26. By removing one level of award as with the current system, some people with disabilities will lose benefits, which will have a massive impact on their quality of life and their ability to play an active role in their community. As the form very much focuses on the physical aspects of disability (which as already mentioned, not everyone with ABI will have), many people with cognitive problems that affect their ability to get around and participate in society will go unrecognised. We would suggest that it could also be potentially harder for those currently on the low or middle rates to get the benefit at all, which would result in even greater financial hardship for this particular group of disabled people and their carers.

27. People who already claim the lower rates of DLA are awarded the benefit on the basis of need—this need will not go away simply because the lower rate has been withdrawn, but it seems, will simply be ignored.

Automatic Entitlement and Indefinite Awards

28. We think it would be fair to assess each claim on the basis of need, as long as the assessments are carried out equitably by professionals with the relevant clinical expertise in the condition concerned. If someone has an obvious condition which is regarded as a long term condition and the prognosis for that condition is that it will not improve with time, then we would suggest that reassessment is clearly not necessary.

Additional comments from our service user panel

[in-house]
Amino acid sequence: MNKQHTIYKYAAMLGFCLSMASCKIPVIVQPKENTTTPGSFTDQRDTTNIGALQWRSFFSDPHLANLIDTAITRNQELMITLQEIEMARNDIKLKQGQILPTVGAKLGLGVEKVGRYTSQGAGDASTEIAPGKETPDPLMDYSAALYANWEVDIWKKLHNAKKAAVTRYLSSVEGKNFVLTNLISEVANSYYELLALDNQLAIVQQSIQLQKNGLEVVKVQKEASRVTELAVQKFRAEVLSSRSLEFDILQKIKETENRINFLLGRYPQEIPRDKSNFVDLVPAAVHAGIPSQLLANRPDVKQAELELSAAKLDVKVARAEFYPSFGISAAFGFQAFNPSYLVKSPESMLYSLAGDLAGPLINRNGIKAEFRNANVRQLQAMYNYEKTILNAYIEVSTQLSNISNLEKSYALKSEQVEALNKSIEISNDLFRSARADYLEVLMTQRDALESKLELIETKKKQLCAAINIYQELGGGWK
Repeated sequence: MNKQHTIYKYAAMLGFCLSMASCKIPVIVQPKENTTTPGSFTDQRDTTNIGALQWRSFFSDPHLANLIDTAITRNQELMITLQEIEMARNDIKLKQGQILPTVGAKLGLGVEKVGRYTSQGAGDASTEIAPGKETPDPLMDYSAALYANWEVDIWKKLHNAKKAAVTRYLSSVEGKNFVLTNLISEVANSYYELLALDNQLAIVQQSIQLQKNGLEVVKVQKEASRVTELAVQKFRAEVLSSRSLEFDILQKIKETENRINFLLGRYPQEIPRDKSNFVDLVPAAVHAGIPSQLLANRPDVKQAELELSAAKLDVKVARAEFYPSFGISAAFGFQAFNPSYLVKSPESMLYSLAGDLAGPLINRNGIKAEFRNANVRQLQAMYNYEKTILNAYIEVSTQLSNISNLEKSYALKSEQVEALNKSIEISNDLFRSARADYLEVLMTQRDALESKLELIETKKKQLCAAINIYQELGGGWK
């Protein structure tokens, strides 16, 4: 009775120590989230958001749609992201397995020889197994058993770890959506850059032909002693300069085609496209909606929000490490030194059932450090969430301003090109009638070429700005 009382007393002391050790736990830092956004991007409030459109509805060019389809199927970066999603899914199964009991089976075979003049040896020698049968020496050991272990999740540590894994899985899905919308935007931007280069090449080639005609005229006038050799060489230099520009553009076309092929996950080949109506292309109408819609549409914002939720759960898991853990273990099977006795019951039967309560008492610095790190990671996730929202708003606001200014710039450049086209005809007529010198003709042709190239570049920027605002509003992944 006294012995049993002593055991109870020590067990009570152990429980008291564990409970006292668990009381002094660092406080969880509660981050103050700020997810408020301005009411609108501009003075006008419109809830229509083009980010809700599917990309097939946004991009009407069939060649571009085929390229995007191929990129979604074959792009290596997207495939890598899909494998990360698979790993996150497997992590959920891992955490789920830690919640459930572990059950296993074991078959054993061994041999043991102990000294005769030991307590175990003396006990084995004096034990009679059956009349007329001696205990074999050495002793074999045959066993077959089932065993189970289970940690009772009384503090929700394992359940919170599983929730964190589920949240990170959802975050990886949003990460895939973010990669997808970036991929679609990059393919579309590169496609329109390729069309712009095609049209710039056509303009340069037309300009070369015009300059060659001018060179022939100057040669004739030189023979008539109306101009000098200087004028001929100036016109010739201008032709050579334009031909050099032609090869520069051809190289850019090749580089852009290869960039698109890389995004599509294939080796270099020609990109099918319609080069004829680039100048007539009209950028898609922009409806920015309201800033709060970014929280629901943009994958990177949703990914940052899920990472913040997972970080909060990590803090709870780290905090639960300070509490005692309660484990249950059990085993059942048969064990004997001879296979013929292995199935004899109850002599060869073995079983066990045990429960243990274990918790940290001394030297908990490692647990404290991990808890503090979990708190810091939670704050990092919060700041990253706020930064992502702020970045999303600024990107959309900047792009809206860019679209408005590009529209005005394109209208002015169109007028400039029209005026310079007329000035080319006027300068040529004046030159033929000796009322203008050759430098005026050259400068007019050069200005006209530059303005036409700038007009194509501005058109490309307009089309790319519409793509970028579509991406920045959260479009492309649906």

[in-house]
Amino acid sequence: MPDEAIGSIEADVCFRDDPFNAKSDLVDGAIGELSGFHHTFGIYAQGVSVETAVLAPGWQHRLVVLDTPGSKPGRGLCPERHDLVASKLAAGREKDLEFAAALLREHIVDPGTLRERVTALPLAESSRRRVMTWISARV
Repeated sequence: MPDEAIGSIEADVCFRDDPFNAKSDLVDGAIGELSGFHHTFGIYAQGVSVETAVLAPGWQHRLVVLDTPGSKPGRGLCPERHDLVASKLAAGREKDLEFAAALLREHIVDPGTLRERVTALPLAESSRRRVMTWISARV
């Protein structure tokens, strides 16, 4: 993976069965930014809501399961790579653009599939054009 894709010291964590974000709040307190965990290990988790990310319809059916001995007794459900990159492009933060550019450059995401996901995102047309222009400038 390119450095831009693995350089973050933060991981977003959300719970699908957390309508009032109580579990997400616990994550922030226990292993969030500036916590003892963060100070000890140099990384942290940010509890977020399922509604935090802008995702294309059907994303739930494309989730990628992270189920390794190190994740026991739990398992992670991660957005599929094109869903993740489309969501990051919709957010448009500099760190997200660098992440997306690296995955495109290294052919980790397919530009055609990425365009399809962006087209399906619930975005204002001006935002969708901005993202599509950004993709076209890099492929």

29. What can improve in the longer term is how people with these conditions learn to cope with their disabilities, and DLA has been instrumental in improving people’s quality of life by allowing them to have the financial freedom to lead a more independent life. People who have sustained an ABI will not always be able to regain certain brain functions; therefore the cognitive and mobility deficits will not be regained through time. People with an ABI will also require ongoing support both from a physical, emotional and psychological perspective with their disability being life-long condition. As such, there should be automatic entitlement to DLA and the new Personal Independence Payment. As already mentioned throughout this document, an ABI has a massive impact on energy levels, ability to concentrate, anxiety, memory, planning functions etc, all of which are “hidden” impairments that are difficult to demonstrate on the current forms. If an individual’s brain injury is severe and there is little chance of further improvement, there should be no requirement to have continual assessments and reviews, which cause undue stress and anxiety for people with long term medical conditions, their families and carers. Repeated, unnecessary assessments also incur an additional higher financial cost to the DWP which is money that could be saved and used far more efficiently and effectively.